The US Agency for Healthcare Research & Quality Review Therapies for Children With Autism Spectrum Disorder: Behavioral Interventions Update has found a dramatic increase in the scientific evidence backing the effectiveness of intensive behavioral therapy for children affected by autism. The report some 519 pages in length has been reviewed on the Autism Speaks Science Digest site:
"We are finding more solid evidence, based on higher quality studies, that these early intensive behavioral interventions can be effective for young children on the autism spectrum, especially related to their cognitive and language skills,” says lead author Amy Weitlauf, a clinical psychologist with the Vanderbilt [University] Kennedy Center. (The Vanderbilt Kennedy Center is part of the Autism Speaks Autism Treatment Network.)
Dr. Weitlauf and her co-authors are members of the Vanderbilt Evidence-based Practice Center. It's one of twelve federally funded centers conducting scientific reviews to help patients, clinicians and policy makers make informed decisions about healthcare services.
Their review updates a 2011 report that noted gaps in the research needed to assure the effectiveness of often-costly autism therapy programs. In particular, they examine new scientific findings on the effectiveness of intensive early intervention therapies based on applied behavioral analysis (ABA). Their update includes 65 studies published since the 2011 report.
“This review speaks to the clear consensus on intensive early intervention,” comments developmental pediatrician Paul Wang, Autism Speaks senior vice president for medical research. “Kids with autism clearly benefit from these behavioral interventions, and we need to make sure that they’re provided.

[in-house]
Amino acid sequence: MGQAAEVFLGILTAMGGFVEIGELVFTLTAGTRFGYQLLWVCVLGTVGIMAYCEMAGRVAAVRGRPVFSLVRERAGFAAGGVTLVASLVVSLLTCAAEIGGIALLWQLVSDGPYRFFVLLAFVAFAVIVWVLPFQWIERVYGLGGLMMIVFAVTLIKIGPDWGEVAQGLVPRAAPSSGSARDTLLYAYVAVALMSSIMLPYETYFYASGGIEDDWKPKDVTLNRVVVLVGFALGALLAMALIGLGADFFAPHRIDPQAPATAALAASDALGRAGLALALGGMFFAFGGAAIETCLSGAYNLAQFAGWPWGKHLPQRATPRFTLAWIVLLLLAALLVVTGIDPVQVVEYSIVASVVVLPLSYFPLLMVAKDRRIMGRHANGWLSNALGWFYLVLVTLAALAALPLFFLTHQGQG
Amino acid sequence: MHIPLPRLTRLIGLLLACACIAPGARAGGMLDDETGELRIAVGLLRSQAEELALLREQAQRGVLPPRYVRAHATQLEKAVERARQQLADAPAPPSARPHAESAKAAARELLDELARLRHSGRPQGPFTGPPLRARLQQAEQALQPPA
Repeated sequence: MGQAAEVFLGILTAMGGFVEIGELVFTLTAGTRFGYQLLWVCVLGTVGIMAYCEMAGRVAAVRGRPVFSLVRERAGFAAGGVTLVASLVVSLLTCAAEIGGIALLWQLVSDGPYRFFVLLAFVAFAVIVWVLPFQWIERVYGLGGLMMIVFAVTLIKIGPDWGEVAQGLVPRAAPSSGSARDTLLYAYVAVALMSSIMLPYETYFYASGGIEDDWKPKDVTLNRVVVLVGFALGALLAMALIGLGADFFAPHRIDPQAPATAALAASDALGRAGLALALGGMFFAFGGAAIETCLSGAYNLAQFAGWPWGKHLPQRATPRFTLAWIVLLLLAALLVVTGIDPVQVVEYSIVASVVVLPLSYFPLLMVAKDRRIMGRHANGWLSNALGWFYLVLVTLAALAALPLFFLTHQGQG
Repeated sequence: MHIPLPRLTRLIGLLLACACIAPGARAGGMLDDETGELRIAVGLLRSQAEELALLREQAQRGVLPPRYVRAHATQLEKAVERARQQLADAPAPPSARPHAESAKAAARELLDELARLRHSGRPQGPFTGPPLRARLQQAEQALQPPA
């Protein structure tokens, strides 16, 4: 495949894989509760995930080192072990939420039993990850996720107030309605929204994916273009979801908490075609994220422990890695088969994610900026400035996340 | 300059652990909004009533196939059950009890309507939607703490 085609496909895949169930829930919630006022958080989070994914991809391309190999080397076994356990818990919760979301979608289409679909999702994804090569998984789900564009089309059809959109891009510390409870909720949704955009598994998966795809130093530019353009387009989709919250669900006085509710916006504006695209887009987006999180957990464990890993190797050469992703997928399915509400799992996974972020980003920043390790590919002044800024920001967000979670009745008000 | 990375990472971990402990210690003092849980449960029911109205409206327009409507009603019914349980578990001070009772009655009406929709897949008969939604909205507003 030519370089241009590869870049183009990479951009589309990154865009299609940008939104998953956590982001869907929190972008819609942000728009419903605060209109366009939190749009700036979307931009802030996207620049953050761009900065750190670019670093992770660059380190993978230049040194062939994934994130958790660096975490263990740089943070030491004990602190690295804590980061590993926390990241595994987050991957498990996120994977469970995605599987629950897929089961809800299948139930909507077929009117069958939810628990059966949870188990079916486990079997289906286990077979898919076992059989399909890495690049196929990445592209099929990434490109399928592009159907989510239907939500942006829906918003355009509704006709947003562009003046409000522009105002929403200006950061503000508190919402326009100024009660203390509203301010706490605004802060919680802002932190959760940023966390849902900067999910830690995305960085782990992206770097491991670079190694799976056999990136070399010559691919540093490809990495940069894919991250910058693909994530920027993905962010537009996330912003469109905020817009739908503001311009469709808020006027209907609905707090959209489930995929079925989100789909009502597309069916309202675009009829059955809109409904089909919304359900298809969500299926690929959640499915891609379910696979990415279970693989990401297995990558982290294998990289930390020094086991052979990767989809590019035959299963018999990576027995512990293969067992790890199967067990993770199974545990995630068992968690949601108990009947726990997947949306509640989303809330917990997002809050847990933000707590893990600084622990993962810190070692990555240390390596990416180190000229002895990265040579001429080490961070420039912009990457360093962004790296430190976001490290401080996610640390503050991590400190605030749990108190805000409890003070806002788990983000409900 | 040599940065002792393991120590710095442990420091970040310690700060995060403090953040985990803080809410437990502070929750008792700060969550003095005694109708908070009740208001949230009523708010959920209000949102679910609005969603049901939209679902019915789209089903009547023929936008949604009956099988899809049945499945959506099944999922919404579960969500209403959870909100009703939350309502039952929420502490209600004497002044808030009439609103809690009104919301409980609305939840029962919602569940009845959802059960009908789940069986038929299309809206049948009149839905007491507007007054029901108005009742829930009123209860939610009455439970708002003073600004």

“In the long run,” Dr. Wang adds, “intensive early intervention saves money by promoting greater independence later in life. Autism Speaks continues to sponsor research to show how we can further enhance intervention methods and their cost-benefits.”
Lorri Unumb, Autism Speaks vice president for state government affairs, notes the importance of the new report for advocacy efforts. “The new Vanderbilt study further reinforces the overwhelming record of evidence supporting the efficacy of Applied Behavior Analysis in treating children with autism,” she says. “In study after study, ABA continues to be confirmed as a beneficial intervention that can vastly improve the lives of kids with autism. And with each study, insurance industry claims that ABA is somehow ‘experimental’ become ever more untenable.”"
Here in Canada parents have argued for more than 15 years for government provided ABA treatment for autism based on the studies reviewed at different points in time by the US Surgeon General, the MADSEC (Maine) Autism Task Force Report, and the American Academy of Pediatrics. Now recent studies published in the Canadian Medical Association Journal (January 2014) and this review by the US Agency for Healthcare Research & Quality Research further strengthen the evidence basis of ABA as an effective autism treatment. None of this is likely to matter to strident anti-ABA Advocates but for government service providers and parents of autistic children this further strengthening of the evidence basis in support of ABA for autistic children will provide yet more guidance in how to help autistic children.